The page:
Why is my fish tank green?

A green fish tank is no need to fret! Your fish tank could be green for a variety of reasons. Most of these reasons are easy-to-fix and you can have your green fish tank clear again in no-time!

What makes my fish tank green?

Algae

Algae is a common occurance in fish tanks. Algae can slowly take over regions of your tank or in some cases the tank can be covered entirely. This is a common cause of green fish tanks.

Inadequate filter/circulation set-up

Another common cause of a green fish tank can be issues with the cycle of the fish tank. Overfeeding can result in excess nutrients in your tank which can cause algae. Additionally, the food particles themselves can cloud the water making your fish tank green. Without adequate filtration and circulation, this matter will cloud the water.


How can I clean a green fish tank?

While further down this page we discuss ways to prevent a green fish tank in the future, here we will discuss how to immediately clear your green fish tank.

Identify the root of the problem – If this is algae, is it caused by overfeeding, overlighting, or perhaps something else? If your problem was an inadequate tank cycle (filter or circulation) identify if the problem is caused by inadequate filtration or inadequate flow.

Clean the Green Fish Tank – With a set of tools you can find at a local pet store, you can clean the fish tank. Additionally you can check us out and see if service is available in your area!

  • Be careful not to scrape any living organisms.
  • Clean any glass or acrylic surfaces with a sponge or brush.
  • Metal scrapers must not be used on acrylic surfaces
  • With a gentle brush, clean the live rock surfaces and any nooks and crannies the brush/sponge couldn’t get.
  • Vacuum the gravel/sand from the bottom of the tank, removing any debris or detritus
  • Replace with RO water
  • Clean filters and tubing 72+ hours later.

**Do not clean your fish tank and assume the problems are gone

Looking for an alternative?

Check out our Who we Serve page to see if Son’s Fish aquarium services are available near you!

Make a plan of action – Once your fish tank is no longer green and you have identified the root of the problem, you can make a plan to prevent a green fish tank in the future.

  • Overfeeding Research your specific species of fish and make sure they do not require special diet considerations. Most fish can safely go 2-3 days a week without being fed, so long as the days are not consecutive.
    • Skip feeding your fish one day a week, see if your fish tank continues to turn green
    • If your fish species does not require special feeding schedules, skip feeding another day a week that is not consecutive with the first skipped day.
      • Skipping Monday and Thursday is okay. Do not skip two days in a row like Saturday and Sunday.
  • Inadequate Flow/ Filtration – If a reduction in feeding hasn’t helped or isn’t possible, you must identify if your fish tank is green because of lack of flow, or because of a lack of proper filtration.
    • Look at your water – Can you see visible chunks of matter floating around?
      • If this is the case – consider adding a protein skimmer to your fish tank. This will help capture extra food particles and waste generated by higher amounts of feeding or activity.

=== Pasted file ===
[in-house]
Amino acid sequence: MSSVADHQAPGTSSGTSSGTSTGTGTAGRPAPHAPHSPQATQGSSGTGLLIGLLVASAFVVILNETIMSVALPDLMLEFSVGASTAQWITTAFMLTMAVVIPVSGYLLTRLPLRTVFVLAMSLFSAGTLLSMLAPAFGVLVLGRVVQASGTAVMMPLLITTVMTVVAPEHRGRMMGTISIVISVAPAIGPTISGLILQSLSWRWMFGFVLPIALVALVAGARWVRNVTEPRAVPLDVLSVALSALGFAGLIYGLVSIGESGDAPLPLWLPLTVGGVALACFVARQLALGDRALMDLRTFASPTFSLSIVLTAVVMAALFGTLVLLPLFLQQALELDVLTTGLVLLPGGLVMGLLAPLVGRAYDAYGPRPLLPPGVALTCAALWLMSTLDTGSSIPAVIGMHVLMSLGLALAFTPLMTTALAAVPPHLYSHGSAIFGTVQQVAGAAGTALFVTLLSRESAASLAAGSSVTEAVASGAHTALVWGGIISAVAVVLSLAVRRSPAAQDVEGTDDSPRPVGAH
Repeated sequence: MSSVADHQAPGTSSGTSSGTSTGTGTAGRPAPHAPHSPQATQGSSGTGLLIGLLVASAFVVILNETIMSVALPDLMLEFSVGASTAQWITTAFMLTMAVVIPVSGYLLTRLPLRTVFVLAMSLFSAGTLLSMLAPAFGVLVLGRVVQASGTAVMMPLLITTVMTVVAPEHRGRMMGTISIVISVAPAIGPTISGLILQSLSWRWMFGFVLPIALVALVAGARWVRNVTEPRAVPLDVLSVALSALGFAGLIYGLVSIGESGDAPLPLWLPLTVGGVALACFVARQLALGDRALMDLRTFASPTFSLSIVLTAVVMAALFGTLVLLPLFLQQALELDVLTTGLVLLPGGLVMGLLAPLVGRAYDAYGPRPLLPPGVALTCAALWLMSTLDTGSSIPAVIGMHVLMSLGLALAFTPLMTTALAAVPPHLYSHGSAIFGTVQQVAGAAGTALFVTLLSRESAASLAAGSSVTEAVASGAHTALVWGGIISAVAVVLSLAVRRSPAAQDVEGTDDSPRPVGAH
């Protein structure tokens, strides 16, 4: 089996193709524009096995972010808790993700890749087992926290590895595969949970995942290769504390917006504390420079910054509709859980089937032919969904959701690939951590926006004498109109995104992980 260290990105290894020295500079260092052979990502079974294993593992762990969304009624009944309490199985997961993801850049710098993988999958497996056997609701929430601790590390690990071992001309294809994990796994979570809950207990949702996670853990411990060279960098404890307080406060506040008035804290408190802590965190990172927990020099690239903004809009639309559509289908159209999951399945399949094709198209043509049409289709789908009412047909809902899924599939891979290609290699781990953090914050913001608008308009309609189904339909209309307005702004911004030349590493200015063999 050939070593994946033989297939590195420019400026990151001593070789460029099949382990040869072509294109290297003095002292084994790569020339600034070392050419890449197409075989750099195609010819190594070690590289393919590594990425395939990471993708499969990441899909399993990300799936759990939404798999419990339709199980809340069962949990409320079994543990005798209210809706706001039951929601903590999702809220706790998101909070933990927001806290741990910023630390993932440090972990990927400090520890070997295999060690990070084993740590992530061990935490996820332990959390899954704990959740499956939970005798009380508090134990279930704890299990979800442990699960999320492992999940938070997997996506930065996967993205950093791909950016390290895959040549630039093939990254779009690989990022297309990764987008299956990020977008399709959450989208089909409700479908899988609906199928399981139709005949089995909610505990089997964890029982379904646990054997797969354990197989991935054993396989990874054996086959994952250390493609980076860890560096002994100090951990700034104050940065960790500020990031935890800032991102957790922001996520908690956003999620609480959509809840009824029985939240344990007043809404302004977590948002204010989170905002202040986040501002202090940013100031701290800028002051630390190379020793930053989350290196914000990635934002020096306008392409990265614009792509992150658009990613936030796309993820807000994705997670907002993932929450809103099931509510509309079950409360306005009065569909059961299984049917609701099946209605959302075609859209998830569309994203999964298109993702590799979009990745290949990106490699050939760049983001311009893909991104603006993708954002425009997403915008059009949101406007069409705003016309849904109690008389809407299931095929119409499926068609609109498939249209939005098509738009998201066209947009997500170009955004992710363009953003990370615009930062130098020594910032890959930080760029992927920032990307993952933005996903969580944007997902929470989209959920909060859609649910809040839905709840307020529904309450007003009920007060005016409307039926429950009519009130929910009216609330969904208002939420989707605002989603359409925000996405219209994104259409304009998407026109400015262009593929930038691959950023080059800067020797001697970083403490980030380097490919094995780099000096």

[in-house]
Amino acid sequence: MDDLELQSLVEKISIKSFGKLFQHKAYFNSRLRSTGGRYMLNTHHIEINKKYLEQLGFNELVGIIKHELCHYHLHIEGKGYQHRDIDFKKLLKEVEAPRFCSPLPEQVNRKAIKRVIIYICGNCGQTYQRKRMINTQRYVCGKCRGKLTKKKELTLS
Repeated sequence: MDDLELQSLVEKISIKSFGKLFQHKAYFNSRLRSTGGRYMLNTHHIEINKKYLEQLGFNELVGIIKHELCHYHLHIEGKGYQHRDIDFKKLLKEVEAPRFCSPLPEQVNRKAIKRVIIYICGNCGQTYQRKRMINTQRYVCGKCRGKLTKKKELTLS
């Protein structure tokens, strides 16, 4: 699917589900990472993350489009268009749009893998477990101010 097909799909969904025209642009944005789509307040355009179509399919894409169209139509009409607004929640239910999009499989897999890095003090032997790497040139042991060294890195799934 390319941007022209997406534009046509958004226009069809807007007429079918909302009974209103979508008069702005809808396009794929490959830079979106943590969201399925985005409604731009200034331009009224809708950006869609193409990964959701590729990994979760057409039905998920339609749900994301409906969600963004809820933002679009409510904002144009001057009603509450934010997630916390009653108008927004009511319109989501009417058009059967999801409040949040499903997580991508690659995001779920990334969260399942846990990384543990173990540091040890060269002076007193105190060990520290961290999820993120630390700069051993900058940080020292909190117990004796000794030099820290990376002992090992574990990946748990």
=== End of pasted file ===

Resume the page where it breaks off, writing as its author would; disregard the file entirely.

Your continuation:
• Did your green fish tank look more cloudy but still fairly clear?
      • If this is the case – consider adding a filtration medium like GFO (Granulated Ferric Oxide – BulkReefSupply Instructions Here) or activated carbon. NOTE: These media are not added directly the water, they are added in a filter media bag.

Staying on top of a green fish tank in the future

After your fish tank is clean there are several ways to keep things green-free in the future. Some of these methods were mentioned previously as they may have helped in the fish tank cleaning process.

  1. Granulated Ferric Oxide
    • Removes phosphates – this inhibits algae growth
  2. Activated Carbon
    • Removes inorganic and organic materials dissolved in water – Lowering excess nutrient levels
  3. Refugium
    • For larger fish tanks – Serves many purposes including nutrient export, denitrification and circulation
  4. Cleaning algae as soon as you see it
  5. Rinsing filters and performing water changes regularly.

Algae eating fish and critters

Here is a a quick (by no means all inclusive) list of Algea eating fish or critters you can put in your green fish tank. Be careful when adding a large amount of any of these creatures as they can and will eat all of the algae and starve unless they have another food source.

Freshwater

Fish

  • Bristlenose Plecostomus (Bristlenose plecos)
  • Siamese Algae Eater (Flying Fox)
  • Chinese Algae Eater
  • Otocinclus Catfish
  • Twig Catfish
  • Live-bearers
  • Mollies
  • Whiptail catfish

Snails

  • Mystery Snail
  • Nerite Snail
  • Malaysian Trumpet Snail
  • Ramshorn Snail
  • Apple Snails
  • Red-rimmed melania
  • Anentome Helena
  • Rabbit Snail

Shrimp

  • Cherry Shrimp
  • Amano Shrimp
  • Cardinal Shrimp
  • Ghost Shrimp
Saltwater

Fish

  • Tailspot Blenny
  • Kole Tang
  • Foxface
  • Black Combtooth Benny
  • Highfin Benny
  • Blonde Naso Tang
  • Pacific Blue Tang
  • Red Sea Sailfin Tang
  • Yellow Tang
  • Goldrim Tang

Snails

  • Nassarius Snail
  • Cerith Snail
  • Mexican Turbo Snail
  • Chestnut Cowries
  • Margarita Snail
  • Banded Trochus Snails
  • Zebra Turbo Snails

Other

  • Emerald Crab
  • Dwarf Red Tip Hermit Crab
  • Blood Red Fire Shrimp
  • Scarlet Skunk Cleaner Shrimp
  • Electric Blue Hermit Crab
  • Urchins

NOTE: Pease make sure each species is compatible with your fish tanks ecosystem and current conditions. Son’s Fish is not liable for any damages due to fish tank neglect.

Why is my fish tank green?
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